In the perceptron class, we will create a constructor function def__init__. The constructor initializes the weights vector w and threshold b to None.
class Perceptron:
  def __init__ (self):
    self.w = None
    self.b = None
  def model(self, x):
    return 1 if (, x) >= self.b) else 0
  #predictor to predict on the data based on w
  def predict(self, X):
    Y = []
    for x in X:
      result = self.model(x)
    return np.array(Y)
  def fit(self, X, Y, epochs = 1, lr = 1):
    self.w = np.ones(X.shape[1])
    self.b = 0
    accuracy = {}
    max_accuracy = 0
    wt_matrix = []
    #for all epochs
    for i in range(epochs):
      for x, y in zip(X, Y):
        y_pred = self.model(x)
        if y == 1 and y_pred == 0:
          self.w = self.w + lr * x
          self.b = self.b - lr * 1
        elif y == 0 and y_pred == 1:
          self.w = self.w - lr * x
          self.b = self.b + lr * 1
      accuracy[i] = accuracy_score(self.predict(X), Y)
      if (accuracy[i] > max_accuracy):
        max_accuracy = accuracy[i]
        chkptw = self.w
        chkptb = self.b
    #checkpoint (Save the weights and b value)
    self.w = chkptw
    self.b = chkptb
    #plot the accuracy values over epochs
    plt.xlabel("Epoch #")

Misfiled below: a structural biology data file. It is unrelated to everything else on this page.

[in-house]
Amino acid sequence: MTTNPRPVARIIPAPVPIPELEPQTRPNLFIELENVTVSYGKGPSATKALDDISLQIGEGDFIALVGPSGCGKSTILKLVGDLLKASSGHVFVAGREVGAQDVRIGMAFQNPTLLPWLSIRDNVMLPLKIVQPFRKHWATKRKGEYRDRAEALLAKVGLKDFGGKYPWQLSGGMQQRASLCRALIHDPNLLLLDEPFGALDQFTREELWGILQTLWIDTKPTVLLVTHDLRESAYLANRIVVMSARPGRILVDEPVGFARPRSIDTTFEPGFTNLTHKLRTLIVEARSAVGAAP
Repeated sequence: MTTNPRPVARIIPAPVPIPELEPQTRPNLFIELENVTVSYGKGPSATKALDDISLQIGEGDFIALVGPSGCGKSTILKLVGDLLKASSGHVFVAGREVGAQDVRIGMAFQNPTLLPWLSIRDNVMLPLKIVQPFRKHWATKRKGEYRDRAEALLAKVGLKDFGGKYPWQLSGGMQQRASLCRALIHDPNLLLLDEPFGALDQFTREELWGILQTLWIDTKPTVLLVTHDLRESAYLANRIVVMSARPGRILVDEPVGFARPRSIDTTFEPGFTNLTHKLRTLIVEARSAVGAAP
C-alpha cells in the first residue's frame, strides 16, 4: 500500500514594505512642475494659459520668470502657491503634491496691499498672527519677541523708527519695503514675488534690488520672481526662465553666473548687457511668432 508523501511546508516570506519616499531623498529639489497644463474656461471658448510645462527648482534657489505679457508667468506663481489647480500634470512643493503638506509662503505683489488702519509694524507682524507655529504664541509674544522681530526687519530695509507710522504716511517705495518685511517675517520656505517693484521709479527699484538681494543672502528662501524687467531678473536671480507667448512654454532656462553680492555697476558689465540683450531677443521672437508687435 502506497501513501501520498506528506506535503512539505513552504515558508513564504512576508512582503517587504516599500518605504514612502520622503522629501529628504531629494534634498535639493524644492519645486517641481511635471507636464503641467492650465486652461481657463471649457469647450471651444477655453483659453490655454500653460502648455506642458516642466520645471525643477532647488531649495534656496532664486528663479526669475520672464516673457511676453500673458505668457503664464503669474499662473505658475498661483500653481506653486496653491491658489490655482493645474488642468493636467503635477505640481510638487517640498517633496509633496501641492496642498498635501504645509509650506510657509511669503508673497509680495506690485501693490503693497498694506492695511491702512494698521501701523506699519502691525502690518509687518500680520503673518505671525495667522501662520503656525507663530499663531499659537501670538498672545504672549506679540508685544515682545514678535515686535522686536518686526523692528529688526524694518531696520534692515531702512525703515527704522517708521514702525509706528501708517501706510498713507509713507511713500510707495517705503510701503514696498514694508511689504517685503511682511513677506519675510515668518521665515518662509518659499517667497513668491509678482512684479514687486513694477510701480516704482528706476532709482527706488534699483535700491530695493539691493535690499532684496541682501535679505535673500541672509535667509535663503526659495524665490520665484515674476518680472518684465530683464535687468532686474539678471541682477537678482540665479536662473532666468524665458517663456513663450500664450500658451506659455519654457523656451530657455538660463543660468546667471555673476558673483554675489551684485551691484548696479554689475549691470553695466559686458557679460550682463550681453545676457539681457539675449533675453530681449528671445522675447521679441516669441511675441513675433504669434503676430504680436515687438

plt.ylim([0, 1])
    #return the weight matrix, that contains weights over all epochs
    return np.array(wt_matrix)
(Perceptron Model)
The function model takes input values x as an argument and perform the weighted aggregation of inputs (dot product between w.x) and returns the value 1 if the aggregation is greater than the threshold b else 0. Next, we have the predict function that takes input values x as an argument and for every observation present in x, the function calculates the predicted outcome and returns a list of predictions.
Finally, we will implement fit function to learn the best possible weight vector w and threshold value b for the given data. The function takes input data(x & y), learning rate and the number of epochs as arguments.
perceptron = Perceptron()

#epochs = 10000 and lr = 0.3
wt_matrix =, Y_train, 10000, 0.3)

#making predictions on test data
Y_pred_test = perceptron.predict(X_test)

#checking the accuracy of the model
print(accuracy_score(Y_pred_test, Y_test))
(Perceptron Model Execution)
Once we have our class ready, we initialize a new perceptron class object and using that object we will call fit method on our training data to learn the best possible parameters. We will evaluate the model performance on the test data by calculating the testing accuracy.
The entire code discussed in the article is present in this GitHub repository. Feel free to fork it or download it.

Continue Learning

If you want to learn more about Artificial Neural Networks using Keras & Tensorflow 2.0 (Python or R). Check out the Artificial Neural Networks by Abhishek and Pukhraj from Starttechacademy. They explain the fundamentals of deep learning in a simplistic manner.

Further Improvements

You can try out a few possible improvements to increase the accuracy of the model,
  • Vary the train-test size split and see if there is any change in accuracy.
  • Choose larger epochs values, learning rates and test on the perceptron model and visualize the change in accuracy.
  • Take random weights in the perceptron model and experiment.


In this article, we have seen how to implement the perceptron algorithm from scratch using python.